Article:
The $4193 I spent would have bought about 120,000 Skymiles from Delta at 3.5 cents each — if Delta didn’t limit me to buying 60,000 each year.  120,000 plus the 56,000 I redeemed was still way short.

I’m real close to rationalizing my decision.  One more step:

Since I paid for the tickets, I was earning a lot of points back:

+ 12,582 to Ultimate Rewards from my Chase Sapphire (4193.59 x3 for travel)
+   880 year-end 7% Chase checking account customer bonus on earned points
+ 13,859 ticket #1 Delta Skymiles @1.5 per mile flown in Business Class
+ 13,859 ticket #2 Delta Skymiles @1.5 per mile flown in Business Class
+  1,875 Air France points (BCN to CDG leg @2.5 per mile European Business Class)
+  1,875 Air France points (BCN to CDG leg @2.5 per mile European Business Class)
_________
44,930 total miles earned back of the 56,301 redeemed

So I got back all but 11,371 of the points I redeemed to get the $675.61 credit, making the redemption worth almost 6 cents a point.

I had a great time in Europe.  Did I do the math right?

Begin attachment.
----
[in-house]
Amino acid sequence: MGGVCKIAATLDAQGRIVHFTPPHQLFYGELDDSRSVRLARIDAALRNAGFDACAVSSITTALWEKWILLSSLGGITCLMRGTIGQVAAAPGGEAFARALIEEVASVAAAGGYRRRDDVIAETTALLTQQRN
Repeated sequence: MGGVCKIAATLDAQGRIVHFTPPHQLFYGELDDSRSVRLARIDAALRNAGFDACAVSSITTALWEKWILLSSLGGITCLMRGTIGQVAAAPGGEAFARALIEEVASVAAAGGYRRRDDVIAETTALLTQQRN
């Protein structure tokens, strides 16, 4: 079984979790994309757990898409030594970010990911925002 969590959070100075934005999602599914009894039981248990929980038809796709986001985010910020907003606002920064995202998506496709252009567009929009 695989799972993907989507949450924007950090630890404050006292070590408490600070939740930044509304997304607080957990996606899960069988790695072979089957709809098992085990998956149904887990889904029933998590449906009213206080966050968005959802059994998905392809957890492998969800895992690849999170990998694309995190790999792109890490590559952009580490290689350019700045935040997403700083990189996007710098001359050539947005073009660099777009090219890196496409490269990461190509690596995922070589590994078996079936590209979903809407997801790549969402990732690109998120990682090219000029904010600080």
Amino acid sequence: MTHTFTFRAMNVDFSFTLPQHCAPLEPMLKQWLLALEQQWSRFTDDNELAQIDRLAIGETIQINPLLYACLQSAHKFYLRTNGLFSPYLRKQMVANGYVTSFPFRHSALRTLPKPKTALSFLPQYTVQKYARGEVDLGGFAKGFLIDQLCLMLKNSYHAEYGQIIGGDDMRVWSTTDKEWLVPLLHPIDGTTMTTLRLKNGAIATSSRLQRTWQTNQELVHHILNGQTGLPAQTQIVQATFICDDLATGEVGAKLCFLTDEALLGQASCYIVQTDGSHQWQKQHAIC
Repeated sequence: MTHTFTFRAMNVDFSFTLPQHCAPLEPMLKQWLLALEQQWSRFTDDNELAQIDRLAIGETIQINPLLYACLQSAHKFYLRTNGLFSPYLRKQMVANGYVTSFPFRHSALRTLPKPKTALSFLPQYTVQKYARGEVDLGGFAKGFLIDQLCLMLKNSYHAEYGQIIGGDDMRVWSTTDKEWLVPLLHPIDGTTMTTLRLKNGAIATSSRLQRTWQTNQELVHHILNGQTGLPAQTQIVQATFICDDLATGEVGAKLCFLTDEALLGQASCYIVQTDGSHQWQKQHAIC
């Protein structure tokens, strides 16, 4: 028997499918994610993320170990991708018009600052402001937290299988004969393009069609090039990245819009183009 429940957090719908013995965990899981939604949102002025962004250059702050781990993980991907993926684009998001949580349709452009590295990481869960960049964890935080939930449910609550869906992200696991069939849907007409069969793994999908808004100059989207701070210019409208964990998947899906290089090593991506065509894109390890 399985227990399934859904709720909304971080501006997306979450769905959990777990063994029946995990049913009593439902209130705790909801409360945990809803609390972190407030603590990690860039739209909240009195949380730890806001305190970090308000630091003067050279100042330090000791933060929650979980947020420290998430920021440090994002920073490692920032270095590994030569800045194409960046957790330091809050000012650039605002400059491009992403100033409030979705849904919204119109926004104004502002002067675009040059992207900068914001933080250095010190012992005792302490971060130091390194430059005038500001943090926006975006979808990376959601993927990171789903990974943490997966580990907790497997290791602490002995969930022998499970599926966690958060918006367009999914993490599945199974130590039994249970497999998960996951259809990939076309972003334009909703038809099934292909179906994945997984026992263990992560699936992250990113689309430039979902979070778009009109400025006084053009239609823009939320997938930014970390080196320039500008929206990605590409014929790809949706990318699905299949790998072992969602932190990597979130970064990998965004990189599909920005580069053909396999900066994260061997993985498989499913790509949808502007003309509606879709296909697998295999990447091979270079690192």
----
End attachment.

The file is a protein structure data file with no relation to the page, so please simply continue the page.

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*March 14, 2013 UPDATE*  Even though the deal is over, this post still contains useful information on KLM “Economy Comfort” seating and prices.

*FEBRUARY 12, 2013 UPDATE*   Istanbul is still an  under $500 bargain.  Delta from Newark fare must be purchased by February 17 and started by February 24.  Other origins possible under $760.

*NOVEMBER 15, 2012 UPDATE*   The KLM/AIR FRANCE/DELTA offer from CHICAGO (ORD), Originally scheduled to end November 6, is still available for $532.

$532 roundtrip from Chicago (ORD) to Istanbul (IST) is a fabulous bargain you can also use for travel in January, February, and March.  It’s a one-stop (to Amsterdam) flight on KLM.   (A similar deal is offered on United connecting to its non-stop from Newark.)  Book by November 8, 2012.

Here’s what you need to know:

  • the fare rules
  • how to make the flight even better
  • what we discovered on KLM’s website